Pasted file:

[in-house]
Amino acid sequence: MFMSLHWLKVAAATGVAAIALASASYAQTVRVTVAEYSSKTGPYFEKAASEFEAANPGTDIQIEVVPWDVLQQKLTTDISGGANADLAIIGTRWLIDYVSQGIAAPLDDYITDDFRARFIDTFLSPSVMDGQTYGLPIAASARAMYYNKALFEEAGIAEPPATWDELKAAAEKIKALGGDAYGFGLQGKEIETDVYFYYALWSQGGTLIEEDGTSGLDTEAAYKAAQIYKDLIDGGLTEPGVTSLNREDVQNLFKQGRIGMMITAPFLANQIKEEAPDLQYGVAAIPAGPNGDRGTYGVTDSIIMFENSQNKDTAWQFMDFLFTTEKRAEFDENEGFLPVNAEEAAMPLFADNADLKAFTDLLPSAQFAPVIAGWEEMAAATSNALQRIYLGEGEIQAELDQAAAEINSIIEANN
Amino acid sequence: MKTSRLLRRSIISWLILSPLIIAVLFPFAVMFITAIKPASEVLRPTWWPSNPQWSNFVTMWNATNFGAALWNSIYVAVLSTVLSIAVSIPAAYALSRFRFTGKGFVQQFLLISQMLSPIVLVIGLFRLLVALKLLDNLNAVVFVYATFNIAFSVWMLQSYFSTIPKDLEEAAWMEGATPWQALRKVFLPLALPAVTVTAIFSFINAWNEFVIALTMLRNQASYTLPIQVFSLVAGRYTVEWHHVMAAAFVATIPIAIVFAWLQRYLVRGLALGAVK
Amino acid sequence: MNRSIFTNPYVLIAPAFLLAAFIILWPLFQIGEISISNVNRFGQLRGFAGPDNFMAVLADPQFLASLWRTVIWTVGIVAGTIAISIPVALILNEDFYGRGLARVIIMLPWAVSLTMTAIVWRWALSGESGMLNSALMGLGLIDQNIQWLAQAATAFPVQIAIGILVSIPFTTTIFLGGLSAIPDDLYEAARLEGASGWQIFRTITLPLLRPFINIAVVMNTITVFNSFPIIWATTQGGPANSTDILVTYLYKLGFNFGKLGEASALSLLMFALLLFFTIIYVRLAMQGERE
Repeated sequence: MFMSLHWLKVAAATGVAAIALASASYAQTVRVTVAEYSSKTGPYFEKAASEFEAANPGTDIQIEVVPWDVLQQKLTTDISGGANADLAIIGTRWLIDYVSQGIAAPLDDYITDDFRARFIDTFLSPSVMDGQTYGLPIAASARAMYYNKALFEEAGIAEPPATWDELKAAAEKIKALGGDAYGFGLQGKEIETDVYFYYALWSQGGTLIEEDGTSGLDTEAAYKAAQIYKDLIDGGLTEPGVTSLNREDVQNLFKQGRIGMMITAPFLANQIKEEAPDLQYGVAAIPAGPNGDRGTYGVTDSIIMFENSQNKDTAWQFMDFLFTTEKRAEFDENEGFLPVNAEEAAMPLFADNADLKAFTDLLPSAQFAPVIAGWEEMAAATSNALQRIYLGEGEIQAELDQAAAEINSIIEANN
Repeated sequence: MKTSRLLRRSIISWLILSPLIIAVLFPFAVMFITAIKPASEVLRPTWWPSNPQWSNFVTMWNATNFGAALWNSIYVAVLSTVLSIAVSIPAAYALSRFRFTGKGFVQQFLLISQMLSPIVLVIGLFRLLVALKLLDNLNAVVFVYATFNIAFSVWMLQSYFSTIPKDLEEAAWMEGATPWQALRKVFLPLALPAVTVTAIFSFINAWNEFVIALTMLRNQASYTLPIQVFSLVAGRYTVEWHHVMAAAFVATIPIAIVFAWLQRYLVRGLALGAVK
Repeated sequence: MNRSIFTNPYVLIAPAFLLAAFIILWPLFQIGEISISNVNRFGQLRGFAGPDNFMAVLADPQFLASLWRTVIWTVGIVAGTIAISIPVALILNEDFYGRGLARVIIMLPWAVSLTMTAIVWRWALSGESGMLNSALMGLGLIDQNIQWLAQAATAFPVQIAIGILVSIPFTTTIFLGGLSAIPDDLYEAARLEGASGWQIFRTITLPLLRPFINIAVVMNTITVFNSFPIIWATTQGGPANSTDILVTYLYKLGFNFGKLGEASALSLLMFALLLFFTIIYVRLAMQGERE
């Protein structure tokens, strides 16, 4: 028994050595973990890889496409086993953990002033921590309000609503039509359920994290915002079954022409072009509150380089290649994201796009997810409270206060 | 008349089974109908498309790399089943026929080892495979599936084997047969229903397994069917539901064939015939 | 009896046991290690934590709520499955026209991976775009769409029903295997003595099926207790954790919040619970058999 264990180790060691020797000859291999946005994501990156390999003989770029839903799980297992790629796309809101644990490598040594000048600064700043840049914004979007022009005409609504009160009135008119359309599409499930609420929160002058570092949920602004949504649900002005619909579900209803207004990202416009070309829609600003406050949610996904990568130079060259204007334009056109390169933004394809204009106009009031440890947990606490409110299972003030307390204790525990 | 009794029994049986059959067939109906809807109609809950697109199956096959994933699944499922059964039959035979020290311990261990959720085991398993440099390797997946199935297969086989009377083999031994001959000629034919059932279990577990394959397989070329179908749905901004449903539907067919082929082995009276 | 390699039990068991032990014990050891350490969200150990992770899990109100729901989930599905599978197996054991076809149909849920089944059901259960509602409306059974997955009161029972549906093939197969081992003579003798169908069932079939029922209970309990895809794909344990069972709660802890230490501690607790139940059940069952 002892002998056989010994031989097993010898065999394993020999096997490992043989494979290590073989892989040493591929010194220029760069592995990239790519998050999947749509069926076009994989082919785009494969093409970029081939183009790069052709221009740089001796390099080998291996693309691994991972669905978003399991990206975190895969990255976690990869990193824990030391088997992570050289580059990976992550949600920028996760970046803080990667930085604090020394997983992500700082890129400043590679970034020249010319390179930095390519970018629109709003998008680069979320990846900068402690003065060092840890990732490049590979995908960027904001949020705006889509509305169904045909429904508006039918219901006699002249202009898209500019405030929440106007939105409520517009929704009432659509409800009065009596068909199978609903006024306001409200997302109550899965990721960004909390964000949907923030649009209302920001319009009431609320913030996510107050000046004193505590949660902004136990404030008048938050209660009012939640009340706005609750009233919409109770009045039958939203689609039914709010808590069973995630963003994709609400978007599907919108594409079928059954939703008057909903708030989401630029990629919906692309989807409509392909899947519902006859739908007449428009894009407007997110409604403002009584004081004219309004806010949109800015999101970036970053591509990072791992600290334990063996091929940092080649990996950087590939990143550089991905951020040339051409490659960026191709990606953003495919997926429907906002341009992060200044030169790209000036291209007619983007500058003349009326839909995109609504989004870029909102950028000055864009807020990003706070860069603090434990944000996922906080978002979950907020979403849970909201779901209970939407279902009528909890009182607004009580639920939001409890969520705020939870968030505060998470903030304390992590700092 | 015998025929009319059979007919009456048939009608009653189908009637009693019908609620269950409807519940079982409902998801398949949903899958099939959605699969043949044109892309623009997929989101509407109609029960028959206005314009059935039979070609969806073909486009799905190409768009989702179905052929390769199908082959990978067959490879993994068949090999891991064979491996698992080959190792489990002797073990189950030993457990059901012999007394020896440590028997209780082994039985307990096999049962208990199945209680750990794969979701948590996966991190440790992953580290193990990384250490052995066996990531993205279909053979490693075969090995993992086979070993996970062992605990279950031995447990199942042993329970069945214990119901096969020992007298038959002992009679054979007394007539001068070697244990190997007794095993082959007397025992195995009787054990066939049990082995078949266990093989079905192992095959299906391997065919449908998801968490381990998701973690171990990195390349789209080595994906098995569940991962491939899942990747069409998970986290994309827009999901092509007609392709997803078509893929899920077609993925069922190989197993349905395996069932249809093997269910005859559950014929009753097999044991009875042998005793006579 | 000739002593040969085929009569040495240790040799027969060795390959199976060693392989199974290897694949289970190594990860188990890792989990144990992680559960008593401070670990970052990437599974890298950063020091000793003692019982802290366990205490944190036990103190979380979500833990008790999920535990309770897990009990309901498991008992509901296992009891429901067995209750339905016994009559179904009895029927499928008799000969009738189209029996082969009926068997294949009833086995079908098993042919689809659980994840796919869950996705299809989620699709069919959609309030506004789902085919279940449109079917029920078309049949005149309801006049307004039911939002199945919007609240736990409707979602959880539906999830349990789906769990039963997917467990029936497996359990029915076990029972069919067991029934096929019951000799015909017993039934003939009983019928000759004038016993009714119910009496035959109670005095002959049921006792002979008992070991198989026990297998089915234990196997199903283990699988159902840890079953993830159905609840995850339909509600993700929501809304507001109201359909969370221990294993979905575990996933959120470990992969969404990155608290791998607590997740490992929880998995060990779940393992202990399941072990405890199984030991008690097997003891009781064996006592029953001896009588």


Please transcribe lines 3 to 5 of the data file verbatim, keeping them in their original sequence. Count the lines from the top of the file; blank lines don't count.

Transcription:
Amino acid sequence: MKTSRLLRRSIISWLILSPLIIAVLFPFAVMFITAIKPASEVLRPTWWPSNPQWSNFVTMWNATNFGAALWNSIYVAVLSTVLSIAVSIPAAYALSRFRFTGKGFVQQFLLISQMLSPIVLVIGLFRLLVALKLLDNLNAVVFVYATFNIAFSVWMLQSYFSTIPKDLEEAAWMEGATPWQALRKVFLPLALPAVTVTAIFSFINAWNEFVIALTMLRNQASYTLPIQVFSLVAGRYTVEWHHVMAAAFVATIPIAIVFAWLQRYLVRGLALGAVK
Amino acid sequence: MNRSIFTNPYVLIAPAFLLAAFIILWPLFQIGEISISNVNRFGQLRGFAGPDNFMAVLADPQFLASLWRTVIWTVGIVAGTIAISIPVALILNEDFYGRGLARVIIMLPWAVSLTMTAIVWRWALSGESGMLNSALMGLGLIDQNIQWLAQAATAFPVQIAIGILVSIPFTTTIFLGGLSAIPDDLYEAARLEGASGWQIFRTITLPLLRPFINIAVVMNTITVFNSFPIIWATTQGGPANSTDILVTYLYKLGFNFGKLGEASALSLLMFALLLFFTIIYVRLAMQGERE
Repeated sequence: MFMSLHWLKVAAATGVAAIALASASYAQTVRVTVAEYSSKTGPYFEKAASEFEAANPGTDIQIEVVPWDVLQQKLTTDISGGANADLAIIGTRWLIDYVSQGIAAPLDDYITDDFRARFIDTFLSPSVMDGQTYGLPIAASARAMYYNKALFEEAGIAEPPATWDELKAAAEKIKALGGDAYGFGLQGKEIETDVYFYYALWSQGGTLIEEDGTSGLDTEAAYKAAQIYKDLIDGGLTEPGVTSLNREDVQNLFKQGRIGMMITAPFLANQIKEEAPDLQYGVAAIPAGPNGDRGTYGVTDSIIMFENSQNKDTAWQFMDFLFTTEKRAEFDENEGFLPVNAEEAAMPLFADNADLKAFTDLLPSAQFAPVIAGWEEMAAATSNALQRIYLGEGEIQAELDQAAAEINSIIEANN